Our dream is to provide every single child with the support and knowledge and skills and education that will allow each to pursue the life they dream of, to become more fully themselves, to understand what it means to be human in the world. We do not always live up to that dream, but US public schools have lifted up millions upon millions of students, elevated communities, raised up a country.

So take a moment this week to honor and acknowledge National Pubic Schools Week. And if you have two moments, use one to send a message to your elected representatives, asking them to acknowledge this week as well. 

Tuesday, March 13, 2018

DeVos: Made Up of Individuals

I didn't want to cover that damnable 60 Minutes speech any further, but I need to make this point because all the folks who are just pointing and saying "Har har! DeVos is so dumb!" are really missing a crucial point.

I'm talking about this specific quote from the interview:

I hesitate to talk about all schools in general because schools are made up of individual students attending them.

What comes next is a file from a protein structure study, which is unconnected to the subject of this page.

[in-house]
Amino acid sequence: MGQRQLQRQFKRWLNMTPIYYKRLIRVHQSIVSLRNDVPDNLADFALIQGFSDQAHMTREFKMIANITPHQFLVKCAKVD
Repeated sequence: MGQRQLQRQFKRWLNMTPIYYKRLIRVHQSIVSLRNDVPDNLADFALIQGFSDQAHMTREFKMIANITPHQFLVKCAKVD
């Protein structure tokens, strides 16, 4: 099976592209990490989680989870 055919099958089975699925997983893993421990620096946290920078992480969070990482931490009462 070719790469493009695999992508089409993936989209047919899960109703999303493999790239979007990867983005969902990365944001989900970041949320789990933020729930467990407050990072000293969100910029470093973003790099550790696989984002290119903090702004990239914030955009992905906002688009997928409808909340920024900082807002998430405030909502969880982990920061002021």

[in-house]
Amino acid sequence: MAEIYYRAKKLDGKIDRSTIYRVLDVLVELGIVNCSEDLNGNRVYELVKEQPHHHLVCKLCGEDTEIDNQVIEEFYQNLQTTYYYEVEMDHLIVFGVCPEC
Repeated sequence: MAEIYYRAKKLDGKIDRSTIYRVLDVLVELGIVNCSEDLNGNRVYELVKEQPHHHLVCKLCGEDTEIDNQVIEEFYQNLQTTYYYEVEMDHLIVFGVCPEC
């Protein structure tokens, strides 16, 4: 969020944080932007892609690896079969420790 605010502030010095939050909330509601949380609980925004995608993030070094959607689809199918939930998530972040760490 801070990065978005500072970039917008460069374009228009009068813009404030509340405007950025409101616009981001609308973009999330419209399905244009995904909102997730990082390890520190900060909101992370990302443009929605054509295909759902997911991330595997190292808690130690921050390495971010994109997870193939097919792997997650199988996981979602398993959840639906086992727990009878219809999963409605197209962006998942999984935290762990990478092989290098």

And we can set this one, in response to the question about disparate and racist responses to student misbehavior, right next to it:

Arguably, all of these issues or all of this issue comes down to individual kids. And--
 --it does come down to individual kids. And--often comes down to-- I am committed to making sure that students have the opportunity to learn in an environment that is conducive to their learning.

Regular DeVos watchers recognize the ideas expressed here. These statements are clumsy and awkward, but they are not stupid-- they are an attempt to frame her policy choices in language that is consistent with what she has in mind.